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'Pixels' Can't Survive It's Hackneyed Script

Other elements of the movie almost work. The screenplay definitely doesn't.


Director: Chris Columbus
Cast: Adam Sandler, Kevin James, Josh Gad, Peter Dinklage, Michelle Monogham
Studio: Columbia Pictures
Year: 2015
UK Release Date: 2015-07-24
US Release Date: 2015-07-24

The problem with Pixels is not Adam Sandler. Sure, a much more magnetic and engaging actor could have been cast, someone without the massive baggage that comes with his Happy Madison branding, but he's quasi-believable as the ex-arcade game geek asked to defend the world from an unusual alien attack. Put another way, he's just as viable as Peter Dinklage and Josh Gad, also hired to play men who once dominated the pre-Playstation days of coin-operated fun.

Director Chris Columbus is also not the issue. He's a throwback, a former FoS (Friend of Spielberg) who lost his directorial way somewhere around Rent. Before that, he was a creator of dependable commercial fare, and had scripted at least three classic '80s titles (Gremlins, Goonies, and Young Sherlock Holmes).

There are signs of life all throughout the overlong running time, proof that with the proper script, Pixels could have been a player. Instead, an awful adaptation of a truly special short film is the reason this sad summer entertainment fails. It's proof that you can't give a genius idea to a couple of idiots and assume they will see the same things in it that you do.

Tim Herlihy has been part of the Sandler team since the days when fans actually looked forward to his next film, while Timothy Dowling has been involved in such diverse works as George Lucas in Love, Role Models, and This Means War. Still, the duo doesn't understand the basic appeal of this material, and undermines it with jokes that further damage what the rest of the movie it trying to do.

This whole thing is based on a brilliant little short film by Patrick Jean which envisioned a modern metropolis overrun by '80s 8-bit arcade characters. No real narrative structure or arc, just a series of amazing visual set-pieces that promised, if expanded, something incredible. What the eventual full length Pixels provides, however, is stupidity. Illogical character skills crash into narrative contrivance, misogyny reigns, coincidence substitutes for any kind of drama, and personalities are pitched at levels slightly less than ludicrous, all adding up to something that should be amazing, but ends up borderline awful.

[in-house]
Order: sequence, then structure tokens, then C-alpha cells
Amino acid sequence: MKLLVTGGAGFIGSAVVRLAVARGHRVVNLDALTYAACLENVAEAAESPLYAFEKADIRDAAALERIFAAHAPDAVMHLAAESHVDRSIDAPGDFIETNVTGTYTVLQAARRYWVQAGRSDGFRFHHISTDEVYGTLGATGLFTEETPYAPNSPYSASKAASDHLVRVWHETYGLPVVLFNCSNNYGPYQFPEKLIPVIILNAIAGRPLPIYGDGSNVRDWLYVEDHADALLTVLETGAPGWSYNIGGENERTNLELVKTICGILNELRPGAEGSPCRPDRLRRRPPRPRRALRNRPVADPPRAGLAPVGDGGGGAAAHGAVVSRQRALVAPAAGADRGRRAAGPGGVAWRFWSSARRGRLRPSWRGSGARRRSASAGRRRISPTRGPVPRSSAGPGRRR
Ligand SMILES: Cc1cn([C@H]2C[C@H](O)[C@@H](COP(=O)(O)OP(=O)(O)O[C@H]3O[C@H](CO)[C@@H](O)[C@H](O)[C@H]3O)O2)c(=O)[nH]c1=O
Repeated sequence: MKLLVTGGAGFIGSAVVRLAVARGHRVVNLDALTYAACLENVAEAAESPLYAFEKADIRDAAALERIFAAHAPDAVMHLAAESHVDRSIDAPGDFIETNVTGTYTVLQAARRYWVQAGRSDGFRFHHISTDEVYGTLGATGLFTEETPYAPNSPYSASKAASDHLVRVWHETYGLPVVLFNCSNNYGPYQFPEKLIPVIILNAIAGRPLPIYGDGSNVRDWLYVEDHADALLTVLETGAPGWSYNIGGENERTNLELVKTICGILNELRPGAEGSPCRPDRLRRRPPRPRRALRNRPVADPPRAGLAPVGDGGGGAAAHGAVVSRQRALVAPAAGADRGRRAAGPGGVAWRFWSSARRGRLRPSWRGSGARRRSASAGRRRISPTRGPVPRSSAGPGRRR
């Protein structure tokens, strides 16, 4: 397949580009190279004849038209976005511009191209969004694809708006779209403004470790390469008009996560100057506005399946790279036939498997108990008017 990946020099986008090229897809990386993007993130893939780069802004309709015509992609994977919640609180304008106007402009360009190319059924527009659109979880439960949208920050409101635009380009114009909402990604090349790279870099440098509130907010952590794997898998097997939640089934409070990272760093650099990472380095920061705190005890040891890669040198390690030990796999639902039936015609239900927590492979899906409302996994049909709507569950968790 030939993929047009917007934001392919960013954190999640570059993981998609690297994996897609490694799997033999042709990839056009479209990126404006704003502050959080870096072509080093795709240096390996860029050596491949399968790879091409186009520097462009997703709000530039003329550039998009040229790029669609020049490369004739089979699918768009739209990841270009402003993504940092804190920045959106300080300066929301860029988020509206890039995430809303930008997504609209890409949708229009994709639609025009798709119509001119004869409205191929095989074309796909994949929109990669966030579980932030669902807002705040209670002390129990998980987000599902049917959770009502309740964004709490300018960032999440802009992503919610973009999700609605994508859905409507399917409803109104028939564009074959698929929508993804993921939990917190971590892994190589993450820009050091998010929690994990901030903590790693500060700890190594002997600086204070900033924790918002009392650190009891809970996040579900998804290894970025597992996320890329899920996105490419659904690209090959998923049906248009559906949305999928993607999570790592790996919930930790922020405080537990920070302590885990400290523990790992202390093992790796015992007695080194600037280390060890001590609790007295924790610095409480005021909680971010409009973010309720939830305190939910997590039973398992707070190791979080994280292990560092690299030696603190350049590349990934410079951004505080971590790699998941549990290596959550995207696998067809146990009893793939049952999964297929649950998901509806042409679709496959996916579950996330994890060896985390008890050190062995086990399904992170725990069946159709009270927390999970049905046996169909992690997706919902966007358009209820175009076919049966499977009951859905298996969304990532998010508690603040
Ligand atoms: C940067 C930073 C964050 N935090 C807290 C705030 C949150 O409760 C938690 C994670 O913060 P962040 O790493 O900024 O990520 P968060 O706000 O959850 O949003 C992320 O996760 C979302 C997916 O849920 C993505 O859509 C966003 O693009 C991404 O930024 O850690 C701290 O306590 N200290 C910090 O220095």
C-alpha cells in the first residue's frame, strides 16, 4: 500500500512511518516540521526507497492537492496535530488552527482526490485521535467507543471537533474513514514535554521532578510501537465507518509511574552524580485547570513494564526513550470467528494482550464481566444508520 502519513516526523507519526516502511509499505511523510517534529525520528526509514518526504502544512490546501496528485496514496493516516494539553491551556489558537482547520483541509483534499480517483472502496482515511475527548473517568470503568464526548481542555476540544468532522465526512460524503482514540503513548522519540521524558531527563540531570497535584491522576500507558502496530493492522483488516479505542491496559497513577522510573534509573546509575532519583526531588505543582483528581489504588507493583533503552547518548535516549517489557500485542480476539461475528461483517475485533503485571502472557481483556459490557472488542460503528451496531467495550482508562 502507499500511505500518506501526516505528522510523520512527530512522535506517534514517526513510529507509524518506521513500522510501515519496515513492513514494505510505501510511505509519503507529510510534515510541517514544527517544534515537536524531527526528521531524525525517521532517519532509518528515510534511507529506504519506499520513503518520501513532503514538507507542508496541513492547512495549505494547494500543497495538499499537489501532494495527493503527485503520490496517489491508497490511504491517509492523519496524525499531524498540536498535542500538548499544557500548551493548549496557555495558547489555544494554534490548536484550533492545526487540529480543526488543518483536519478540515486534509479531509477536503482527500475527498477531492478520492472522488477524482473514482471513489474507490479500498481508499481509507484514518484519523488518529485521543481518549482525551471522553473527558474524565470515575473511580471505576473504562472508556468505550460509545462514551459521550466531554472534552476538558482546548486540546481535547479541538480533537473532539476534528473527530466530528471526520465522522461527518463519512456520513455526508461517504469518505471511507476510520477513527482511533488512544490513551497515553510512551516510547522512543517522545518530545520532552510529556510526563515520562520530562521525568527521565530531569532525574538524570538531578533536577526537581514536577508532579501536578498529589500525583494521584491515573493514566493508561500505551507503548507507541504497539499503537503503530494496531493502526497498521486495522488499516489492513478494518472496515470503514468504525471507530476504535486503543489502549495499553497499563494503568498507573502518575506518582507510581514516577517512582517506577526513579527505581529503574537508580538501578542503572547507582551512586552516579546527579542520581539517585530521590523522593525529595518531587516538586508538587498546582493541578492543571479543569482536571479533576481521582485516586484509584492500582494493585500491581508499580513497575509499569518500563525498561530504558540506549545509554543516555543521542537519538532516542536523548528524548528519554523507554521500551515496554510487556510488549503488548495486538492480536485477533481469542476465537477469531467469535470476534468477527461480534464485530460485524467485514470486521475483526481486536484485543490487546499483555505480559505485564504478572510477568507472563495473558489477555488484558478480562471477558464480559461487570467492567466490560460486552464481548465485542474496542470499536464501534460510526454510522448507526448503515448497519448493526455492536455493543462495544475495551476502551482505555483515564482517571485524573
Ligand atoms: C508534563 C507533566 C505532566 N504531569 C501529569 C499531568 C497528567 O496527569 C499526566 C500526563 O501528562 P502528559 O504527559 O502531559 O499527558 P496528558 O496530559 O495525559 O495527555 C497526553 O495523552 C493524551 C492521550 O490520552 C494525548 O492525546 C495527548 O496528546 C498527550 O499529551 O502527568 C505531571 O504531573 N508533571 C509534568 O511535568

This is not the worst movie that Sandler and crew have made. There are too many contenders for that title to include Pixels among their number. Still, this will go down as yet another example of the actor overreaching, or putting himself and his mindset into places it does not belong. When you hear the premise, when you understand the cinematic dynamic at play, the result is a major letdown. GC video game characters attacking the world? Intriguing. How Pixels handles it? Hackneyed and uninvolved.

The story starts off in the Reagan era, focusing on Sandler's character as a young boy. Taking part in an arcade game competition, young Sam Brenner (Anthony Ippolito, later Sandler) faces off against Eddie Plant (Dinklage) with the results being beamed into space as part of a cultural reach out to other galaxies. Fast forward 30 years and aliens come to Earth, impersonating those famous video game characters -- Donkey Kong, Space Invaders, Centipede, Pac-Man -- thinking that's how we do battle.

President Will Cooper (Kevin James), who also happens to be Sam's best friend from back when, calls on his buddy to help stop the attack. He is joined by Eddie, a conspiracy theorist named Ludlow Lamonsoff (Gad) and their military liaison, Lieutenant Colonel Violet van Patten (Michelle Monagham) and using technology similar to that of the old games, they hope to defeat the extraterrestrials before they can pixelate the entire planet.

As high concepts go, Pixels is more Cheech and Chong than Last Action Hero. It's a clever conceit with an air hose stuck up its hind quarters. Columbus does what he can when he can, helping turn NYC into a Pac-Man grid and other parts of the world into equally effective arcade scenarios, but that's all he can do. The rest is up to the cast, and they are saddled with jokes so lame and characterizations so staid that you'd swear it was the '50s, not the start of a new millennium.

Everyone here is horrible, except for Dinklage, who always deserves better. He's trying. The rest of the actors are counting the zeroes on the end of their check. A good comparison to what this experience is like is imagining Jurassic World under the Happy Madison brand. On the one side is a potential eye candy blockbuster with over the top ideas and visuals to match. On the other is a slacker mentality that believes a digital figure taking a pee is funny (right, Qbert?).

If you want two examples of this idea done much, much better, take a gander at the Futurama episode "Anthology of Interest II", or Disney's masterpiece Wreck-It Ralph. Both understood arcade allure a lot better than this piece of junk. Those filmmakers understood the spectacle. Pixels has a hard time working it in.

If the rest of the world vindicates Sandler and gives him a box office hit based on eye candy alone, such a commercial justification is understandable. But for anyone who thought the Stud Boy would come out of his creative coma and deliver on a grander scale, the answer is obvious. Pixels is pathetic. It should have been so much better, but it can't overcome its awful script.


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